The 2016 Lummi Totem Journey begins

Wednesday, August 24, 2016

Q’al. The word means “belief” in the Lummi language.

It is a fitting title for this year’s totem pole journey. The journey, the fourth in four years, will unite tribes and communities all along the 4,865-mile, 18-day sojourn with the totem pole.

It is belief that helped defeat the various coal port proposals over the past three years, tribal leaders say. And it is belief that is needed now as tribes and their supporters continue to oppose projects that would deliver toxic tar sands and Bakken oil by rail and shipped out of ports in Washington and British Columbia. The 2016 journey is intended not only to help inspire the belief that is needed to win, again, but is also a renewed call for diligence, vigilance and unity as tribes and communities across the Pacific Northwest and western Canada stand up for their families, the land and water, and future generations.

Lummi Master Carver Jewell James says the sacredness of the totem pole is heightened when imbued with the prayers and messages of many people of many communities, sharing and standing together in a moment of unity at each of the Journey’s Blessing stops. From these acts of unity, the totem pole, James says, becomes a lasting part of our memories and a symbol of our resistance against those forces that would destroy those things that we all hold as so very precious and on which we all depend on for our very existence.

When the totem pole finally reaches its home in Winnipeg, it will embody the voices and prayers of thousands of people throughout the United States and Canada. The journey will end at the place Where the Two Rivers Meet, and will stand as a sentinel, watching over the land, the waters and the peoples.

Following the blessing ceremony in Bellingham this week, the House of Tears Carvers of the Lummi Nation will begin their 5,000-mile trip across the western United States and Canada with the 22-foot- long totem pole. The journey is intended to bring attention to proposed fossil fuel terminals, oil trains, coal trains and oil pipelines and the threat they pose to tribes and local communities.

The western red cedar totem pole features a a bald eagle with wings spread on top with a medicine wheel on its chest. Below it is a buffalo skull and, below that, a wolf on one side of the pole and a coyote on the other. Below them an Indian chief with a war bonnet faces a medicine man and sharing a peace pipe with smoke rising from the pipe.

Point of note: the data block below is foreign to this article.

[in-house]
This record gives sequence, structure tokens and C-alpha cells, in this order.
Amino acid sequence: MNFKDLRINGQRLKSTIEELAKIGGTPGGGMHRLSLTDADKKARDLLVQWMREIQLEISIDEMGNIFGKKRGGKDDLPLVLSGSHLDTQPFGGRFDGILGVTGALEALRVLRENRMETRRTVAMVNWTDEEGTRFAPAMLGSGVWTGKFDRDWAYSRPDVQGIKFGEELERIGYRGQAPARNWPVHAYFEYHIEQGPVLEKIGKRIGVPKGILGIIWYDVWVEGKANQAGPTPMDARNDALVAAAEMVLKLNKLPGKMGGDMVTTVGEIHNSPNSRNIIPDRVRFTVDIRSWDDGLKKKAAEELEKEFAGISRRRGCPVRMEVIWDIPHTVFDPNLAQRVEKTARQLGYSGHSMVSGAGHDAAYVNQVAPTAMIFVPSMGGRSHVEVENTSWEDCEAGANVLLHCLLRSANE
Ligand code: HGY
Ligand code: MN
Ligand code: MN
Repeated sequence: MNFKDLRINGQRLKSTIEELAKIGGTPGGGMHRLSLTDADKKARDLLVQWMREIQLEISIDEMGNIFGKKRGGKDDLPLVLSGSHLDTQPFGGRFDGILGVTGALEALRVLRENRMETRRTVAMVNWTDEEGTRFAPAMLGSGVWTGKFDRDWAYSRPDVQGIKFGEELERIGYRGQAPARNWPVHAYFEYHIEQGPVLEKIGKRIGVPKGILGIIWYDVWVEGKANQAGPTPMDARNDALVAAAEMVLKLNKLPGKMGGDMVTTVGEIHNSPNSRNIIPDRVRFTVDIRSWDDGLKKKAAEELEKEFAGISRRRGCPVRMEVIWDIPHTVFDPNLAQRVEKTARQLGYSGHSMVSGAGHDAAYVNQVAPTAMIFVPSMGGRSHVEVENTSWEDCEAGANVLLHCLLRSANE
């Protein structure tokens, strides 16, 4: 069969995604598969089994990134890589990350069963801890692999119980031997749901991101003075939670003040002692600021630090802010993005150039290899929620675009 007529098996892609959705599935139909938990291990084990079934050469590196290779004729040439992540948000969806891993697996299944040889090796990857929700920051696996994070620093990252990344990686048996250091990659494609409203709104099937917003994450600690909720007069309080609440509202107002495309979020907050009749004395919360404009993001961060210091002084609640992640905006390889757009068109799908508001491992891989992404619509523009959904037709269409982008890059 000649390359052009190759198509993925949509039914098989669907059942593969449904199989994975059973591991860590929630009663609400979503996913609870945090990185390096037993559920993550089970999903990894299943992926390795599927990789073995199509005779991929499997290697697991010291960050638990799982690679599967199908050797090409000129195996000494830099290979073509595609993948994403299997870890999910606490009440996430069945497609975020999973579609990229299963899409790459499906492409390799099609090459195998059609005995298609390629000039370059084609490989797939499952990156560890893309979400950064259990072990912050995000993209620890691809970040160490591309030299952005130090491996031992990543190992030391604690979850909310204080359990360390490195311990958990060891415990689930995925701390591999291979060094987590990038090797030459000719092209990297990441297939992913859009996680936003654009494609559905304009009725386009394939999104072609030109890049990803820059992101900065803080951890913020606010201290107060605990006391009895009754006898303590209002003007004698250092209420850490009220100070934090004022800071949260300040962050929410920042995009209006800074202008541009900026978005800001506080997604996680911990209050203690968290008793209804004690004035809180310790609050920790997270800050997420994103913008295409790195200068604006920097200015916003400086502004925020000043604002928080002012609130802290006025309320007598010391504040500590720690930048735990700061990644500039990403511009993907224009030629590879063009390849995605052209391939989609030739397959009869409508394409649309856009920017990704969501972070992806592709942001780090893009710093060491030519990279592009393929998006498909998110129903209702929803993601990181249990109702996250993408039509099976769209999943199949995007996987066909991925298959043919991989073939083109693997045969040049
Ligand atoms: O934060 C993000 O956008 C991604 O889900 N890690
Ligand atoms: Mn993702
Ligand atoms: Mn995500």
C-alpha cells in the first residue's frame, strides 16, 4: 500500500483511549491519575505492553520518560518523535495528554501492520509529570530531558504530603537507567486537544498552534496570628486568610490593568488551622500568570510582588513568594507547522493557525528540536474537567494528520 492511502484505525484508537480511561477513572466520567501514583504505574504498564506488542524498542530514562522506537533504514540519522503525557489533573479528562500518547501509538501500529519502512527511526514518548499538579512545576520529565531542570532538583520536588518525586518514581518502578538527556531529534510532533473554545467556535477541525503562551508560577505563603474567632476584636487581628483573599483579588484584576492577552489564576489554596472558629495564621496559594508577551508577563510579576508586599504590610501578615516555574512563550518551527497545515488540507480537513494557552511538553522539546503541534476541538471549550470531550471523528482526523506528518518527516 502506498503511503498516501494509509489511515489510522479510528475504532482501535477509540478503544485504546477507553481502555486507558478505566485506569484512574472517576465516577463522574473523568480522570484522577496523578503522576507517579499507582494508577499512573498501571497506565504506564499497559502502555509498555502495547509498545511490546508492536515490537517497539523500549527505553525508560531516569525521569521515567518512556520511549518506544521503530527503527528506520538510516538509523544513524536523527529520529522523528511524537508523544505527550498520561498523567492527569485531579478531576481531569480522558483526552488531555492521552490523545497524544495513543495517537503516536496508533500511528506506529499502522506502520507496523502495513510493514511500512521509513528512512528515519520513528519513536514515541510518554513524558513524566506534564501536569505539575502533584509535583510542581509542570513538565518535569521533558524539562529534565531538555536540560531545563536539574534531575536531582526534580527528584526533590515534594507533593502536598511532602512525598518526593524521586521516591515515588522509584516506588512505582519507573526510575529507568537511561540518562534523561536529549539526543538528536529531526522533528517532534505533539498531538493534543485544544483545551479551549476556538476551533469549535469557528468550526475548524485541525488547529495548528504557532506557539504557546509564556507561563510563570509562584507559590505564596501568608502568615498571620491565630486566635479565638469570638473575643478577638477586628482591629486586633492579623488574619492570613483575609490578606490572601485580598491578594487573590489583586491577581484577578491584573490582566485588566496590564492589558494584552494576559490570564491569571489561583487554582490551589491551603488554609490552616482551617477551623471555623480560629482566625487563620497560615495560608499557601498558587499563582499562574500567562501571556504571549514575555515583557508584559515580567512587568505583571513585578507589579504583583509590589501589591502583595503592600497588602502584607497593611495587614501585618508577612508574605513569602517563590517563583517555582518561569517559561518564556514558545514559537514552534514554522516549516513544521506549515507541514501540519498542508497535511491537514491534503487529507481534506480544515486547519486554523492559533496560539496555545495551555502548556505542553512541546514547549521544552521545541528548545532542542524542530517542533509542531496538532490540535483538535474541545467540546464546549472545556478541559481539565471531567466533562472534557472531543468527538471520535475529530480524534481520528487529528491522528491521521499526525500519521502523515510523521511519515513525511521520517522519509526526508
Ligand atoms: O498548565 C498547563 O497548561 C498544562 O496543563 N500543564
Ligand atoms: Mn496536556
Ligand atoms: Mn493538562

The symbols represent a union between Coast Salish peoples and the tribes of the interior. Created by the House of Tears Carvers, the totem is a gift to the Winnipeg, one of Canada’s First Nations asserting sovereign rights in the face of the proposed expansion of the Kinder-Morgan TransMountain pipeline.

TransMountain filed an application that was reviewed and provisionally approved earlier this year by Canada’s National Energy Board (NEB) to expand its 1,150-kilometer pipeline from Edmonton to Burnaby, a suburb just east of Vancouver. Fully built out, a spur of that pipeline is planned to cross into Whatcom County to deliver tar sands bitumen products to local refineries. The company says the proposed $5.4-billion expansion project would increase capacity of TransMountain from approximately 300,000 barrels per day to 890,000 barrels per day.

Kinder-Morgan says its application addresses environmental, socioeconomic, landowner and public consultation, marine-risk assessments and engineering issues. The company adds that if approved by the Canadian government by the end of the year, the expanded pipeline could be operational by late 2017.

The pipeline expansion proposal is just the latest energy megaproject that seeks to use the coast of the Pacific Northwest to ship fossil fuels to developing markets in Asia.
First Nations stand against the expansion, and they’ve been joined in solidarity by tribes across the West, including the Swinomish Indian Tribal Community, Tulalip Tribes, Suquamish Tribe and Lummi Nation.

“We are coming together to make it clear that the Tsleil-Waututh Nation and our allies will never consent to the Kinder Morgan pipeline or similar projects—they would destroy our culture, our way of life and our spirituality. This is a time for unprecedented unity” said Rueben George of the Tsleil-Waututh Nation Sacred Trust Initiative.

“Over the last 100 years, our most sacred site, the Salish Sea, has been deeply impacted by our pollution-based economy,” Swinomish Chairman Brian Cladoosby said. Cladoosby also serves as the 21st President of National Congress of American Indians, and is a representative of the Association of Washington Tribes.